When we sold our last home–a mid-century ranch we had renovated and transformed over a seven year period–the couple moving from Germany asked to include our large farm table in the sale, too. My husband looked at me with eyes that said, “well, what do you think?” and it took only as long as my mouth needed to form the word no to answer. They could have the newly refinished oak floors, the limestone countertops, the fridge we had bought for our first home, my favorite dining room light fixture, the large garden we had built from scratch and the new Oak trees we had planted to take over after our old, tired Oaks gave way–but the table felt sacred to me. It was more than wooden utility. For me, the table is story. In the cup rings, scratches, and uneven stain, I see hundreds of meals shared with friends and family, the school days and watercolors, the birthday parties and candle-lit dinners, the celebration of new marriages and babies, the tears of hardship and the stories of courage and belief. For almost a decade, this table has soaked up our life-spilled stories and days and every crumb we’ve shared in between. This piece was moving with us.
Yet somewhere in all of the transition and pace of last year–in the repairing of our new home, establishing new rhythms, and the haste to make ends meet financially–our family table became buried beneath tools and dust and projects and life, and our mealtime and cooking practices were buried along with it. Meals became forced and hurried, as did the connection we had with one another around it. Even this, the wandering and forgetting, is part of this table’s story. By the end of the year, I yearned for the leisure of this space, the connection with one another through food and conversation, even the messy and loud sort. I had realized that in all of my efficiency of routine to get things done, to simply take care of needs, I was skimming off some of the richest parts, the creme of our family life, our togetherness. We were becoming a familiar modern story of fast-food and moving meals.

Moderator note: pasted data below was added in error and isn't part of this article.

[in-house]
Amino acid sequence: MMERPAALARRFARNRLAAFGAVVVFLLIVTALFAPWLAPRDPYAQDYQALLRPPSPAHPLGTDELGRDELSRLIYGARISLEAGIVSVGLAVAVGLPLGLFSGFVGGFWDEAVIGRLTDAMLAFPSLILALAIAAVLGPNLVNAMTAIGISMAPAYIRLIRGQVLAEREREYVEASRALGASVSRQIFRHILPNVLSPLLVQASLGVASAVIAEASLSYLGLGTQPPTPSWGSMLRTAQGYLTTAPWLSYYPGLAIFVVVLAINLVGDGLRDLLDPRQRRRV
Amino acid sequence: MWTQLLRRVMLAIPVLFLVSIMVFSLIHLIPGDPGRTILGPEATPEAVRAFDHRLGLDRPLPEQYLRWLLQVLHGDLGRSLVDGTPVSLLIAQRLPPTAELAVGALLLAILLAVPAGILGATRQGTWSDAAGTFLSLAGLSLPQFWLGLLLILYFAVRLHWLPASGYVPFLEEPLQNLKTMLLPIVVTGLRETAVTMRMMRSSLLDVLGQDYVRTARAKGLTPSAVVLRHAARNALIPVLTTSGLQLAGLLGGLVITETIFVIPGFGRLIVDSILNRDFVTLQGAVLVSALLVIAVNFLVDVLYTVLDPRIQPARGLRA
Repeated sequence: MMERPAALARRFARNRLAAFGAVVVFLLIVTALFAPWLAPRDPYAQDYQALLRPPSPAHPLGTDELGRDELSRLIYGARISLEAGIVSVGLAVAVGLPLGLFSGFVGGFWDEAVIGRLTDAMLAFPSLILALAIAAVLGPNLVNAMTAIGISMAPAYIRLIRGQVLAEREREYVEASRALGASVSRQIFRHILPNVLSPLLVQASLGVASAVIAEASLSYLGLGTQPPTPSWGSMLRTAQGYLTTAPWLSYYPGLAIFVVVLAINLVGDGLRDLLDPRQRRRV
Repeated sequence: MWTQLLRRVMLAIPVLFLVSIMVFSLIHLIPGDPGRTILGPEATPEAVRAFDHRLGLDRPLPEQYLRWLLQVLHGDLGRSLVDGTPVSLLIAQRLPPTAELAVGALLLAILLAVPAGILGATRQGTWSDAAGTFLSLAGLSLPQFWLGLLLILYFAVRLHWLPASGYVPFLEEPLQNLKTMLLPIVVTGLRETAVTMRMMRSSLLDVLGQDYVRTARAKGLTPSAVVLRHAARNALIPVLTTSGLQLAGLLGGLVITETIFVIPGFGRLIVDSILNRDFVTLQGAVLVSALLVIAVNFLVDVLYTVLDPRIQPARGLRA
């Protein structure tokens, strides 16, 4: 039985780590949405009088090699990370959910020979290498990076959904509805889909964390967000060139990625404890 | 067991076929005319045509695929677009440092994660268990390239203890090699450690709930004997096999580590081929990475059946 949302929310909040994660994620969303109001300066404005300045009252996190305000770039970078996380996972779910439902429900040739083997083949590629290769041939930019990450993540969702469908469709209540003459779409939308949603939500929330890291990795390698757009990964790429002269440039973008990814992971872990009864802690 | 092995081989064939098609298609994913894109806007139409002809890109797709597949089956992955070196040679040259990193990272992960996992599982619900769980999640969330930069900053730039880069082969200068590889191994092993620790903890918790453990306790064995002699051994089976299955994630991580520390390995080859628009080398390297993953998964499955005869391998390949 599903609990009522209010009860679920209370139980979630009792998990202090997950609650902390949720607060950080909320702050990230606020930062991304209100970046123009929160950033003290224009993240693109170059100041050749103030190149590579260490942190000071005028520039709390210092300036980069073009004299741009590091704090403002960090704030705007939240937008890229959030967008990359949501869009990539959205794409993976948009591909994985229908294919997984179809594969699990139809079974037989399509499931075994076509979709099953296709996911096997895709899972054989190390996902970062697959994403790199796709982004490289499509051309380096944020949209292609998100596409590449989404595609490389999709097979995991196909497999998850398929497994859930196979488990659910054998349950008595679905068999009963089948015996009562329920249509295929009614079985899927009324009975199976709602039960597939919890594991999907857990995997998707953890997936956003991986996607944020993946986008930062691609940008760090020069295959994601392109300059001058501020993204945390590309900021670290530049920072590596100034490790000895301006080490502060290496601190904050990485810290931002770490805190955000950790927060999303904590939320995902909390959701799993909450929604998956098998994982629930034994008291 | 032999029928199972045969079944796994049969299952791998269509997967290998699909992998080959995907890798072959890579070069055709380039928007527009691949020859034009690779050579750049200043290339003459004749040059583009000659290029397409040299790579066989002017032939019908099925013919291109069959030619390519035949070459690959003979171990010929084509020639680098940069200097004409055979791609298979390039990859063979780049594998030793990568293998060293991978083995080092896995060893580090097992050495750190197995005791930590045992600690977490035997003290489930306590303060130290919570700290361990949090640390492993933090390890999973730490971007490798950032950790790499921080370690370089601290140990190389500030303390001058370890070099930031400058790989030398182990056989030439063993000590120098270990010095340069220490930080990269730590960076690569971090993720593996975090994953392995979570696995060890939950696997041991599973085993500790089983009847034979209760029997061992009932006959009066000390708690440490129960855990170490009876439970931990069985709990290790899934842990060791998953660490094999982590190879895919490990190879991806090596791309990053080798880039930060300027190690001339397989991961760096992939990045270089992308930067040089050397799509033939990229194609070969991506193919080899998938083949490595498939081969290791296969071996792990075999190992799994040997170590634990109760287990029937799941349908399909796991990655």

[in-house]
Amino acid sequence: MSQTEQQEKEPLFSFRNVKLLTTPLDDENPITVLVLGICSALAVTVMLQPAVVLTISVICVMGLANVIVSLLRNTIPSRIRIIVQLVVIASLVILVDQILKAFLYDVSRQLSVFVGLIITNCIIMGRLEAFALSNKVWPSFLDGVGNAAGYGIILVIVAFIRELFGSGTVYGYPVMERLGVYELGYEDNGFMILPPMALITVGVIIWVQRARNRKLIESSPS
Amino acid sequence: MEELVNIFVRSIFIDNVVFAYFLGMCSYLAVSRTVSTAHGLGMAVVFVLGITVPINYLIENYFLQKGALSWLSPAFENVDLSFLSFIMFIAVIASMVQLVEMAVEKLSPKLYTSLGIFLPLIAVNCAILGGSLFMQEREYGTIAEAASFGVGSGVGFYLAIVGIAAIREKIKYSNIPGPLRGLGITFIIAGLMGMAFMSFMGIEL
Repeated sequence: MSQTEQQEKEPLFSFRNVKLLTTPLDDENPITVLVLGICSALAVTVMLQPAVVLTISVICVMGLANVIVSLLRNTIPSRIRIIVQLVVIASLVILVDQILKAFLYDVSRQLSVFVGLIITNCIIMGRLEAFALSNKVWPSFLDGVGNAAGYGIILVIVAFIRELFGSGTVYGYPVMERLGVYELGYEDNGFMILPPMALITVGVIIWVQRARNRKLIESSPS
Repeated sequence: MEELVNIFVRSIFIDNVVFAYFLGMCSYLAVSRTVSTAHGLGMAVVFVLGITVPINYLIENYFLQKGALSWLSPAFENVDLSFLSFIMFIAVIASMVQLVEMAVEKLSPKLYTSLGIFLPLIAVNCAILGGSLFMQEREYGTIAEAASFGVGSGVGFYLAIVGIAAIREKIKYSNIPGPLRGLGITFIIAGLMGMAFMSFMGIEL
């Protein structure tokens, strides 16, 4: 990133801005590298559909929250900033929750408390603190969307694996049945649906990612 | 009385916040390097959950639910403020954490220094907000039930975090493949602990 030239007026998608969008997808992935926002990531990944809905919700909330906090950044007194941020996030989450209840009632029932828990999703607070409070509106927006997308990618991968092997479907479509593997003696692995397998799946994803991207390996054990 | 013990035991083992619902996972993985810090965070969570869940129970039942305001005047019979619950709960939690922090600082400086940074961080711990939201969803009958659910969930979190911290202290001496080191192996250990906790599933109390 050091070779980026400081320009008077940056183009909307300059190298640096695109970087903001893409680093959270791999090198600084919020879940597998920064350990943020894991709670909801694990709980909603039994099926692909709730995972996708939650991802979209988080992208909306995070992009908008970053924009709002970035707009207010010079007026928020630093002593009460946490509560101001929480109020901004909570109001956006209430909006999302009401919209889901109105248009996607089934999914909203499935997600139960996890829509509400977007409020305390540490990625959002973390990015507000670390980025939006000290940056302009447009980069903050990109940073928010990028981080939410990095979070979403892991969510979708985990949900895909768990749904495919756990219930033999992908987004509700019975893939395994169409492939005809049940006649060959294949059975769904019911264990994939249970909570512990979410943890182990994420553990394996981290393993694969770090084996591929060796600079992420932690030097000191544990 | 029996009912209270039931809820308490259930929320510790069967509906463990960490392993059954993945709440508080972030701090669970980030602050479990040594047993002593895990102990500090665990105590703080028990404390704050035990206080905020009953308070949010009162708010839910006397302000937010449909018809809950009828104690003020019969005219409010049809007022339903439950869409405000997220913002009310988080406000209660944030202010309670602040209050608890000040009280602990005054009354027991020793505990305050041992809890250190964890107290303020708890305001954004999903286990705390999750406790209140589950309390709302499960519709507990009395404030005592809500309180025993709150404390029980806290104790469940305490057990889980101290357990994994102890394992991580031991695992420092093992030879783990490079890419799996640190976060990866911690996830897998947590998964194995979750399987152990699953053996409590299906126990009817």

I realize my story also belongs to many of you, not a tale about a piece of furniture or a specific food group, but one about a way of life, a connection with meals and togetherness. As Edith Schaeffer wrote in The Art of Homemaking, “Meals can be very small indeed, very inexpensive, short times taken in the midst of a big push at work, but they should be always more than just food.” Your family mealtime might take place at a beautiful formal dining table or perhaps around a kitchen island, a card table, or breakfast nook. Whatever the spot, a family meal doesn’t always require a dining room, fancy food, or a tablecloth, and although I prefer the slower, longer meals, it doesn’t always have to be that either. The true beauty is that the family table takes on as many shapes and forms as the people who fill them. The point is to keep returning, to keep nurturing that mealtime togetherness regardless.
At the end of last year, my husband and I began to evaluate our home-life, looking to mend the connections, relationally and practically, that had been neglected and strained during all of our change the last few years. Our family table seemed to be a simple place to begin, a place that we all longed for and needed for its regular meals and togetherness. Like few other things, the table nurtures and nourishes us. It cultivates story and memory with one another. It reminds us, even in a ten minute lunch, how to pause and receive. Below I wrote out some of the ways we’re reprioritizing this space and using our time around the table together. They will of course look different in your own home, but I hope they will somehow inspire you to keep nurturing your meals and the people you share them with.
start the day together // Since Mark leaves for work each morning just after 7am, we’ve been waking the kids up at 6:45am to come to the table, eat a simple breakfast, read this, and pray together. This time is usually quite simple and only 15 minutes or so long, but it’s become a sweet consistent way to begin/reset for our day.
add fresh florals // Fresh flowers and greenery are always one of the first meal details to cut from our budget. While they’re not a practical necessity, fresh flowers naturally draw attention to a space, to a place. I’ve noticed as my children are getting older, they notice and appreciate these details, too, “ooh, pretty flowers, mom!” This year, I decided to take a bit of our grocery cash each week to set aside for a few fresh blooms and leaves. It’s a small thing, but significant in nurturing a specific space, I think.